• Happy Patient, Happy Practice

    Nothing is as frustrating to patients who have received exceptional care in the office as receiving a bill for medical services they thought were covered.

    Whether it is a billing error or lack of benefit, here are five useful tips to avoid claim denials and keep patients happy through the entire process of their care.

    1. Gather and verify all the necessary information.
      Train staff who schedule appointments and complete registration to double check the spelling of patients’ names and ensure that they match insurance cards. Enter the correct dates of birth and policy ID numbers. Ask patients why they are booking an appointment. Medical verses routine eye care is a blurry line, and confirming the type of appointment prior to visits helps set expectations for care.

    2. Verify coverage and confer with patients.
      Do you participate with the presented insurance and do patients have active coverage for the date of service? Pull benefits and payer coverage policies to identify potential out-of-pocket expenses for which patients may be responsible. Knowing if anticipated care will be covered and having responsibility conversations ahead of the office visit eliminates heated encounters at checkout or reactions to patient responsibility.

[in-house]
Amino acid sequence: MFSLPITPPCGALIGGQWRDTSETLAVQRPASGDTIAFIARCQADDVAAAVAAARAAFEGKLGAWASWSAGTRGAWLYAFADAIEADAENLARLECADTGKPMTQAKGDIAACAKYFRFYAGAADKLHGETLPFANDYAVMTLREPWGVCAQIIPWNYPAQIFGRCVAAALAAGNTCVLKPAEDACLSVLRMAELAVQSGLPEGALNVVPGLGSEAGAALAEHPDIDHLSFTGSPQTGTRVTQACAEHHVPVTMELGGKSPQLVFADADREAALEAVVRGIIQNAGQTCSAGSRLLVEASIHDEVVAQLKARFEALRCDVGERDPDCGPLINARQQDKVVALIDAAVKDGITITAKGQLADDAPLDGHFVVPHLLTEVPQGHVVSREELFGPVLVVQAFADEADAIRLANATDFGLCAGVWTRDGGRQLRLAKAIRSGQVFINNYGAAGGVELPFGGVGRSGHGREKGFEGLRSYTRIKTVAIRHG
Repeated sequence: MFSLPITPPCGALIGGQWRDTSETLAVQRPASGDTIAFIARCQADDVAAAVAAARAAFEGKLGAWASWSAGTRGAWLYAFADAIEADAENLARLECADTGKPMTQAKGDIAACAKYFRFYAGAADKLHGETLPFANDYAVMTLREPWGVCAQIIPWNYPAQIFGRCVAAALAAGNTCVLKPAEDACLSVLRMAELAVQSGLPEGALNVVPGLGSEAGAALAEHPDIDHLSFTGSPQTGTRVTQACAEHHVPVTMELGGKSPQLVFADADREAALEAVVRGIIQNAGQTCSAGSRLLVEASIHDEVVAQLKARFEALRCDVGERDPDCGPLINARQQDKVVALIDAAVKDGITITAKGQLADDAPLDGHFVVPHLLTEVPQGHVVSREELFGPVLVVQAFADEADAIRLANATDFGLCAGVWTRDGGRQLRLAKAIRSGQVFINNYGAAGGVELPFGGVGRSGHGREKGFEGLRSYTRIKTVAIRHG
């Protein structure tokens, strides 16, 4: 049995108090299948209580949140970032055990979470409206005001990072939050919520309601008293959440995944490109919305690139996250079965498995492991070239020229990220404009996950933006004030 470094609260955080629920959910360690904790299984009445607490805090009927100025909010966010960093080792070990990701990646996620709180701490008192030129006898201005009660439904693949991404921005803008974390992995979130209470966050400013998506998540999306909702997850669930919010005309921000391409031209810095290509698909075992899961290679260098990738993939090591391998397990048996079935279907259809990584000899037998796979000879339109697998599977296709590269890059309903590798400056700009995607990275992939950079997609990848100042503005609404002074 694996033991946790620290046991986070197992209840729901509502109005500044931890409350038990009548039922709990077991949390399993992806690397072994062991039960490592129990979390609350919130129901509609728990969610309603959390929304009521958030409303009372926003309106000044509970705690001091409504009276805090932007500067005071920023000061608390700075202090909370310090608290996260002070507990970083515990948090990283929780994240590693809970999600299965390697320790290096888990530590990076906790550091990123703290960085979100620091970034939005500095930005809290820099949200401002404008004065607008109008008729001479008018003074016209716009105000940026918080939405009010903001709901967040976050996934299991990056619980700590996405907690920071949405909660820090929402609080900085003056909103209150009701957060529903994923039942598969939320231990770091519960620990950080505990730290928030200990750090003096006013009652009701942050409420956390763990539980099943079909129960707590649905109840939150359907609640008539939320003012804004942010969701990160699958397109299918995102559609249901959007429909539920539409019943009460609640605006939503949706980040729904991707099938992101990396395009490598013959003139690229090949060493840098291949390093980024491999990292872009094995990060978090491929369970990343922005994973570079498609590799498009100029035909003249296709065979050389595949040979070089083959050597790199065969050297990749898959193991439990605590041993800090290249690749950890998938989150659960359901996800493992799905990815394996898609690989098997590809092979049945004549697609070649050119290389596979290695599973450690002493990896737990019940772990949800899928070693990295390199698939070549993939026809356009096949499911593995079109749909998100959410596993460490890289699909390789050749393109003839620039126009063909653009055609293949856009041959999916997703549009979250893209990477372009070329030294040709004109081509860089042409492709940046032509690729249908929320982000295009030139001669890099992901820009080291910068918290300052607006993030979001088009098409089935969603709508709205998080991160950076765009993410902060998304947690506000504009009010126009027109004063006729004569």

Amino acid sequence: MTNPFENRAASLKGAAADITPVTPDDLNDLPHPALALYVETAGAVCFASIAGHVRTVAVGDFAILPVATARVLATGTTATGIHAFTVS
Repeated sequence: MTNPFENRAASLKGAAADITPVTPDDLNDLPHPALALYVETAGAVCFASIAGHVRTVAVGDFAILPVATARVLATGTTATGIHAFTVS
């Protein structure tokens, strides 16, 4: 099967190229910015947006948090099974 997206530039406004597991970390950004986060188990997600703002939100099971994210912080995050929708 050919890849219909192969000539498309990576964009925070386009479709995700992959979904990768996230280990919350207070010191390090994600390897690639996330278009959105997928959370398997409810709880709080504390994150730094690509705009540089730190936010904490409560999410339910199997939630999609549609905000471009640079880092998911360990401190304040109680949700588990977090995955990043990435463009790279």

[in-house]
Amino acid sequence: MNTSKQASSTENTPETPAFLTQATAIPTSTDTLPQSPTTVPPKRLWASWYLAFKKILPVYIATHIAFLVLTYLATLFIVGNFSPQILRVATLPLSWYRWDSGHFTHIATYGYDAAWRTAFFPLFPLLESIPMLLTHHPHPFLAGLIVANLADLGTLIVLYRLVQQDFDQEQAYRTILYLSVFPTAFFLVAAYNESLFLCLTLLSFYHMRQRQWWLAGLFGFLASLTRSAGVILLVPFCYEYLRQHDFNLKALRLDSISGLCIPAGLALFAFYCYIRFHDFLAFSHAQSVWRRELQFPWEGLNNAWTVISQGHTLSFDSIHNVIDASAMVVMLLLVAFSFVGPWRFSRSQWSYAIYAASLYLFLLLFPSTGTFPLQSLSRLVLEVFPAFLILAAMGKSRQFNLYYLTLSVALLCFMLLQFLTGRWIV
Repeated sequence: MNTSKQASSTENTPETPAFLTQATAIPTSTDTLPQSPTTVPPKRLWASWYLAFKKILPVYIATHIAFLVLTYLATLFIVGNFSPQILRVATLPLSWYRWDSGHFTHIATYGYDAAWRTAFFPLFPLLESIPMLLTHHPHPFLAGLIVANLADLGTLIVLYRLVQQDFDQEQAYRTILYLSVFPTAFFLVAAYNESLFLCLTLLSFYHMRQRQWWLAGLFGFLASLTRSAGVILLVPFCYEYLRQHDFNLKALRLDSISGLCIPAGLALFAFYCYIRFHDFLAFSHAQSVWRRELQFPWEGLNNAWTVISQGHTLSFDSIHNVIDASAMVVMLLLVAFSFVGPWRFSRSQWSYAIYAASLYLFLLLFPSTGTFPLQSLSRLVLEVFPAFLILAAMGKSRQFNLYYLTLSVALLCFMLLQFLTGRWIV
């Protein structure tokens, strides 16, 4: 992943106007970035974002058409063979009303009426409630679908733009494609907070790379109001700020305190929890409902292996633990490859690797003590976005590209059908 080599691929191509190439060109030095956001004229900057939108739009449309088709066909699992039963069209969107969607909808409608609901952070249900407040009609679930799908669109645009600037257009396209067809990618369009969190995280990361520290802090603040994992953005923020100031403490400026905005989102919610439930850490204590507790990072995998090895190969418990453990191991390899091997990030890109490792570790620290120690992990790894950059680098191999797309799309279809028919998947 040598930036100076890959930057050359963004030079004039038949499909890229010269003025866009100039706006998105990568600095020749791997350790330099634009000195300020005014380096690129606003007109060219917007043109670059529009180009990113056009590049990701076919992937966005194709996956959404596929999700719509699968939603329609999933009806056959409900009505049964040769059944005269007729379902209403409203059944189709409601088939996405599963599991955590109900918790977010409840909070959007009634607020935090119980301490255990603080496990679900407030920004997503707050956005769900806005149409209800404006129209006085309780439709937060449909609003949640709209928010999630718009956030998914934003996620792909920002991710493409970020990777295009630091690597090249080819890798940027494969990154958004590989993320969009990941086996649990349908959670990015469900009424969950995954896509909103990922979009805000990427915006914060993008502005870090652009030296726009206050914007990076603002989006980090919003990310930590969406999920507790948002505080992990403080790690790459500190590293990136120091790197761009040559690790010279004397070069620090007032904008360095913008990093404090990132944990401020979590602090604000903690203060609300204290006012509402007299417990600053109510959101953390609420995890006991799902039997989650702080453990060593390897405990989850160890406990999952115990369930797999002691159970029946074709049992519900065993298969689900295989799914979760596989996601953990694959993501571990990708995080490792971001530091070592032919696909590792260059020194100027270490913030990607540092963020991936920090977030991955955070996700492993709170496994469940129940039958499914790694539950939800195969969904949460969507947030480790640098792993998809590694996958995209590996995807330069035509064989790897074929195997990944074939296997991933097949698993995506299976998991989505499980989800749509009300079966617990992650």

3. Review documentation and coding carefully.
      A billing mistake made by the practice may be shared with patients via explanation of benefit or remittance advice from their carrier. Mistakes can reflect poorly on you and cause patients to lose faith in the practice. Offer documentation and coding training to all staff, ensuring accuracy and efficiency, profitability and protection from recoupment.

    4. Submit claims in a timely manner.
      Chart notes should be completed within 24 hours of the patients’ visits. Initial claims to the payer should be processed within the same week. If rejections or denials occur, resolve them daily. Unresolved denied claims may be forgotten and exceed timely filing deadlines. Outstanding claims affect practice revenue and untimely resolution may prompt patient questions when they receive a statement for their balance.

    5. Focus on the patients.
      Understanding insurance benefits can be difficult for all parties.Remember that ophthalmic staff are well-versed in eye care fundamentals. Patients may be experiencing eye health needs for the first time. Do not assume they understand how their benefits work. Educate them at each step of their encounter, from scheduling to final payment.